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Argonne National Laboratory Works on Alternative Fuel Technology


In the 1970s, soaring oil prices forced automakers to consider alternatives to gasoline-powered vehicles. But a decline in gasoline prices during the 90s made those vehicles less economically viable. Now, with oil prices at record highs, electric and alternative fuel vehicles are again in demand. In this Searching for Solutions report, VOA's Kane Farabaugh reports from Argonne National Laboratory outside Chicago, technology is trying to catch up to demand.

At the Detroit Auto Show earlier this year, U.S. automaker General Motors introduced the Chevrolet Volt concept car, its long-awaited, "extended range electric" vehicle.

GM would like to sell the car to consumers soon. But there is one hitch.

The technology that makes it work doesn't exist yet.

"GM has stepped way out with their decision to make the Volt because they don't have a battery yet," said Don Hillebrand, director of the Center for Transportation Research at the U.S. Department of Energy's Argonne National Laboratory.

At Argonne, scientists and engineers are studying the lithium-ion battery. The technology would ultimately power the Volt for up to 40 miles, without gasoline.

A gasoline-powered backup would then take over and recharge the battery.

Right now the battery for the Volt is unstable. It is also expensive. Which means that running the car would be more costly than using gasoline.

"Since companies like GM, Ford, and Toyota have stepped out front and have been willing to try to develop this technology, they're all waiting for a battery that will meet their needs at a cost they can actually afford, that consumers can pay for," Hillebrand said. "So a lot of the research we're doing is focused on trying to provide that battery."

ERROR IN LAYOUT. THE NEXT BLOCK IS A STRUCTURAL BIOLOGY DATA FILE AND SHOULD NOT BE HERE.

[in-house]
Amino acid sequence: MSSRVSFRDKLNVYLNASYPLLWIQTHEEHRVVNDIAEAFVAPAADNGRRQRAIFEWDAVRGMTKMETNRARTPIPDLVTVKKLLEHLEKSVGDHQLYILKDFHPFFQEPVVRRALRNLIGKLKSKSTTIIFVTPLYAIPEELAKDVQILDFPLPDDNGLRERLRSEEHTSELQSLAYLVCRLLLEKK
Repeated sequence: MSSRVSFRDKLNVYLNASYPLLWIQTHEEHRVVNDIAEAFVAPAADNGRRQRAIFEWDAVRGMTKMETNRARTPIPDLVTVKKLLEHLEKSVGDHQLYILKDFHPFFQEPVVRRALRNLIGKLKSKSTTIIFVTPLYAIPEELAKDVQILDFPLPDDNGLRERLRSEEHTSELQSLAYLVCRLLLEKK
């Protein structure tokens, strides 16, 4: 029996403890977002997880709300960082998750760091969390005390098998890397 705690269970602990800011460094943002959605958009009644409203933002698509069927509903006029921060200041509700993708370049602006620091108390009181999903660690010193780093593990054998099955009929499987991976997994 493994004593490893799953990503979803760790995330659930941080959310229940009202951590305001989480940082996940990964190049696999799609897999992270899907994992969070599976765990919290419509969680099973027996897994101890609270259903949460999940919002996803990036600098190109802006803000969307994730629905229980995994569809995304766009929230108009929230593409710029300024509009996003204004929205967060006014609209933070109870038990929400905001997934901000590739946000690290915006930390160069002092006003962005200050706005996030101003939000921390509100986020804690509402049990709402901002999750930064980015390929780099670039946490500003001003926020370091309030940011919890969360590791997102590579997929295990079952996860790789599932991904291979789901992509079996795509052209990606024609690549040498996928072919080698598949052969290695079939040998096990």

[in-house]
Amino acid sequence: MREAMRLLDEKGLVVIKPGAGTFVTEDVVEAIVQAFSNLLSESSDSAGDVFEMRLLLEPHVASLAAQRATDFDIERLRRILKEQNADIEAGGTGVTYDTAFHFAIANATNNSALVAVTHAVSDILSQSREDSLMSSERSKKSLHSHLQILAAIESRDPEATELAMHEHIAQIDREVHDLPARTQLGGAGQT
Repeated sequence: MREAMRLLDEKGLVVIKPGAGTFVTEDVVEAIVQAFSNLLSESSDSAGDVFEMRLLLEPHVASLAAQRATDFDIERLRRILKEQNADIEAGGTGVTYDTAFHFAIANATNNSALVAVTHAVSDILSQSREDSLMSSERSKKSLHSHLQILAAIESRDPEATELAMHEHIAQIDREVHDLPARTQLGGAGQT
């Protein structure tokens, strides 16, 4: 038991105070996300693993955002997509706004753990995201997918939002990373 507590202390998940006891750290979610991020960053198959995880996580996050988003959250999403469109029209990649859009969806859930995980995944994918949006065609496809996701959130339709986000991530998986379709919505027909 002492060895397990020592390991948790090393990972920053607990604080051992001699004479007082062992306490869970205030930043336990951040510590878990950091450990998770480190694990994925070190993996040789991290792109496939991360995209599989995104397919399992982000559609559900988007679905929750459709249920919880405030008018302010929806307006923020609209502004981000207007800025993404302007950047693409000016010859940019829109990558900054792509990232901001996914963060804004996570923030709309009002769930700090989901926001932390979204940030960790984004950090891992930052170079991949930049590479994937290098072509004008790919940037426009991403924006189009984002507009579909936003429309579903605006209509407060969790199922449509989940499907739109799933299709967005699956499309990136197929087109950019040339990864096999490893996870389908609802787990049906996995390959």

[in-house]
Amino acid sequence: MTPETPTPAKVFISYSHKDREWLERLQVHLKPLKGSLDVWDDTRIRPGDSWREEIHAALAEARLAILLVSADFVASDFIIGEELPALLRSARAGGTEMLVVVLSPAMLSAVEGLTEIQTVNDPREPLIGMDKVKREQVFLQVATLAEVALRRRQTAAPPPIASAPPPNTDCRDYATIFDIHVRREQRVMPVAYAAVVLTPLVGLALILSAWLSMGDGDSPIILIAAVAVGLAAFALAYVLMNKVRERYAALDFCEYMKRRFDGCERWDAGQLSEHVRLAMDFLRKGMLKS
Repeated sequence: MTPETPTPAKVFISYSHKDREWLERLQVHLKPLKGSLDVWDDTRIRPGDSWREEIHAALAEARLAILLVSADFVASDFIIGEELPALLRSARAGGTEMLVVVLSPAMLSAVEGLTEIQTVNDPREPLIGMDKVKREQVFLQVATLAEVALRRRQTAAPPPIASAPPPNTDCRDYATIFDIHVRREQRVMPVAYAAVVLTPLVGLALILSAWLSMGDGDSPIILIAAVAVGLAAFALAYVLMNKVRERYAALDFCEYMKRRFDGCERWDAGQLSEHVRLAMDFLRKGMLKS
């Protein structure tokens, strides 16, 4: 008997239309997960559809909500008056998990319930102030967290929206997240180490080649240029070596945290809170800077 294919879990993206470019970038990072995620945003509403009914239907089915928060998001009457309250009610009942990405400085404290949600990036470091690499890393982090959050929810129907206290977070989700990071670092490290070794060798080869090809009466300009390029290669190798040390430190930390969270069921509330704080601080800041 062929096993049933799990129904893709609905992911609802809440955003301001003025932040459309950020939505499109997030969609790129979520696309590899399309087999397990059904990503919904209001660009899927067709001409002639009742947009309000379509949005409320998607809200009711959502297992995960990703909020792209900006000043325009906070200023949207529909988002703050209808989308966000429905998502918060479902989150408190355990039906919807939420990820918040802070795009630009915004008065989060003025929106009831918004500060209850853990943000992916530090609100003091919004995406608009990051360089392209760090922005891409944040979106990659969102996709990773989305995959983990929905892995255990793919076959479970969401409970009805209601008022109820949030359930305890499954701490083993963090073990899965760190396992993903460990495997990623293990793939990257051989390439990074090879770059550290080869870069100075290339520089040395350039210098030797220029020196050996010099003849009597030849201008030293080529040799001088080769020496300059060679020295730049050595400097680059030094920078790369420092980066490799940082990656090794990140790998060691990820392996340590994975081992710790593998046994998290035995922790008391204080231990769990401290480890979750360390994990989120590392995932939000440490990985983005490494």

Although GM calls the Volt's technology "extended range electricity," Hillebrand says it is similar to plug-in hybrids or PHEVs. PHEV technology is currently being developed for vehicles like the Saturn Vue Sport Utility Vehicle.

PHEVs allow drivers to use both a limited range battery, charged from an electrical outlet, and gasoline.

Some companies working on plug-in technology are bringing their vehicles to research engineer Michael Duoba.

"In fact, we're probably one of the only labs who have done nearly as comprehensive of testing as anybody of plug-ins, so we've had at least eight vehicles through here that we've tested, different designs, different manufacturers," Duoba said.

Henning Lohse-Busch, another Argonne researcher, says no technology has emerged as the clear alternative to gasoline. But some solutions, such as commercial hybrid technology, are already available to consumers. It enables drivers to go short distances on an electric battery before the gasoline engine kicks in, extending the mileage you get from a tank of gasoline. The battery is re-charged by the gasoline engine.

"That will be the short term..... And in the longer term, you're looking at a plethora of newer technology like plug-in hybrids to possibly like extreme alternative fuels like hydrogen," Lohse-Busch said.

This Chevrolet Equinox uses hydrogen. Hydrogen gas powers a fuel cell that moves the car. The exhaust is water. There is no pollution.

This Equinox in the testing facility is part of Challenge X, a competition sponsored by GM and the Department of Energy.

University students are competing against each other to find ways to make the hydrogen vehicle more efficient.

Hydrogen is clean, but it has limitations. There is no infrastructure for distributing hydrogen across the United States. So the hydrogen has to be available locally.

"And that will really depend on where you're located, and what the resources are that you have around you in your states," Lohse-Busch said.

Nevertheless, Japanese carmaker Honda has announced that its hydrogen-powered car, the FCX Clarity, will be available for leasing next year. At first, only 200 will be available, and only in the western state of California.

GM has not yet announced when consumers can own its hydrogen Equinox. It is testing about 100 across North America.

At the same time, GM hopes the Volt will be the answer to current fuel woes. Don Hillebrand agrees. He says, "The Volt is a huge part of the solution actually, if it actually could work," Hillebrand said.

GM hopes to make the Volt widely available by 2010, around the same time that Toyota intends to introduce a plug-in hybrid to customers in the United States.

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